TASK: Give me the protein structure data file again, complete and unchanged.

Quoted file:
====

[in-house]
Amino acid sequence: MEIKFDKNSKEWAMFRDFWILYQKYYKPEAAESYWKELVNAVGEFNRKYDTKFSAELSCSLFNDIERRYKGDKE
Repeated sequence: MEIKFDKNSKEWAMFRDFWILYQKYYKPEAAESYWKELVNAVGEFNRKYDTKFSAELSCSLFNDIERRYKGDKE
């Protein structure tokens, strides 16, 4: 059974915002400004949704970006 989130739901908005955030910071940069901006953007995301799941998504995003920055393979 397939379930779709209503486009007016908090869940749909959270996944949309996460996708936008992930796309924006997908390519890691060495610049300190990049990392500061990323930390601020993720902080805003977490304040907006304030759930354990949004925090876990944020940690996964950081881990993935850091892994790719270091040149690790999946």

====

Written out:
[in-house]
Amino acid sequence: MEIKFDKNSKEWAMFRDFWILYQKYYKPEAAESYWKELVNAVGEFNRKYDTKFSAELSCSLFNDIERRYKGDKE
Repeated sequence: MEIKFDKNSKEWAMFRDFWILYQKYYKPEAAESYWKELVNAVGEFNRKYDTKFSAELSCSLFNDIERRYKGDKE
């Protein structure tokens, strides 16, 4: 059974915002400004949704970006 989130739901908005955030910071940069901006953007995301799941998504995003920055393979 397939379930779709209503486009007016908090869940749909959270996944949309996460996708936008992930796309924006997908390519890691060495610049300190990049990392500061990323930390601020993720902080805003977490304040907006304030759930354990949004925090876990944020940690996964950081881990993935850091892994790719270091040149690790999946």